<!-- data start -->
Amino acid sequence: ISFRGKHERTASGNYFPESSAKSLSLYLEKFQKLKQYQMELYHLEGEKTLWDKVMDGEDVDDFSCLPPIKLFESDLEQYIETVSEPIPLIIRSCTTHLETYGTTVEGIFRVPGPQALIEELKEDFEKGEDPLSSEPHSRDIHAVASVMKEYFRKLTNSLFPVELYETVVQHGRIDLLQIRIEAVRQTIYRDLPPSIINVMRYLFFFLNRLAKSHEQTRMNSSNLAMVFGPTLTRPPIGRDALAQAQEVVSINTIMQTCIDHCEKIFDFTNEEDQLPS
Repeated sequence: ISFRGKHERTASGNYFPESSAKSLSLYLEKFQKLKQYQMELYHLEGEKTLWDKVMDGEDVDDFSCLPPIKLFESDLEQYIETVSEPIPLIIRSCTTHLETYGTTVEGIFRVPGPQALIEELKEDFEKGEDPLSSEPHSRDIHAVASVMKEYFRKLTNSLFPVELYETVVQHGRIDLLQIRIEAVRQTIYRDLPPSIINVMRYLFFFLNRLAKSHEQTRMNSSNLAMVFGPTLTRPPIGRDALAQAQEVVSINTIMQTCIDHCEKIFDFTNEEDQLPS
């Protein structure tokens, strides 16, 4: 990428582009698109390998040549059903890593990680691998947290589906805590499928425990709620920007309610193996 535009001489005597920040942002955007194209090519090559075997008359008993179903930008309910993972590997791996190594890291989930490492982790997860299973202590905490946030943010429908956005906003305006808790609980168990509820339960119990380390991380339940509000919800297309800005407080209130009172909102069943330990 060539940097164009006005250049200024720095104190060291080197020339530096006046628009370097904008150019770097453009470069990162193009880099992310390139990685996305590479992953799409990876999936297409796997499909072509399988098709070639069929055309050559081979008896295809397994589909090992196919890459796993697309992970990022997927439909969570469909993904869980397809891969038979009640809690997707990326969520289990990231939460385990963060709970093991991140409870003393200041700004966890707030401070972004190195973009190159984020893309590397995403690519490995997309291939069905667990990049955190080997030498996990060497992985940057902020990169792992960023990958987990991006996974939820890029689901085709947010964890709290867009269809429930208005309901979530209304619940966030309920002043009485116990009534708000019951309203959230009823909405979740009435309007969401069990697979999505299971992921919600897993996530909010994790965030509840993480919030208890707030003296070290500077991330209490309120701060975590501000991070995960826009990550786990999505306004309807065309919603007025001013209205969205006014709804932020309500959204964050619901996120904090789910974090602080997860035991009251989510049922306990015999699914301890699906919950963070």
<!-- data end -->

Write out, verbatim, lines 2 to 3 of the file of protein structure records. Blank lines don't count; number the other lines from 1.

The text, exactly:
Repeated sequence: ISFRGKHERTASGNYFPESSAKSLSLYLEKFQKLKQYQMELYHLEGEKTLWDKVMDGEDVDDFSCLPPIKLFESDLEQYIETVSEPIPLIIRSCTTHLETYGTTVEGIFRVPGPQALIEELKEDFEKGEDPLSSEPHSRDIHAVASVMKEYFRKLTNSLFPVELYETVVQHGRIDLLQIRIEAVRQTIYRDLPPSIINVMRYLFFFLNRLAKSHEQTRMNSSNLAMVFGPTLTRPPIGRDALAQAQEVVSINTIMQTCIDHCEKIFDFTNEEDQLPS
């Protein structure tokens, strides 16, 4: 990428582009698109390998040549059903890593990680691998947290589906805590499928425990709620920007309610193996 535009001489005597920040942002955007194209090519090559075997008359008993179903930008309910993972590997791996190594890291989930490492982790997860299973202590905490946030943010429908956005906003305006808790609980168990509820339960119990380390991380339940509000919800297309800005407080209130009172909102069943330990 060539940097164009006005250049200024720095104190060291080197020339530096006046628009370097904008150019770097453009470069990162193009880099992310390139990685996305590479992953799409990876999936297409796997499909072509399988098709070639069929055309050559081979008896295809397994589909090992196919890459796993697309992970990022997927439909969570469909993904869980397809891969038979009640809690997707990326969520289990990231939460385990963060709970093991991140409870003393200041700004966890707030401070972004190195973009190159984020893309590397995403690519490995997309291939069905667990990049955190080997030498996990060497992985940057902020990169792992960023990958987990991006996974939820890029689901085709947010964890709290867009269809429930208005309901979530209304619940966030309920002043009485116990009534708000019951309203959230009823909405979740009435309007969401069990697979999505299971992921919600897993996530909010994790965030509840993480919030208890707030003296070290500077991330209490309120701060975590501000991070995960826009990550786990999505306004309807065309919603007025001013209205969205006014709804932020309500959204964050619901996120904090789910974090602080997860035991009251989510049922306990015999699914301890699906919950963070």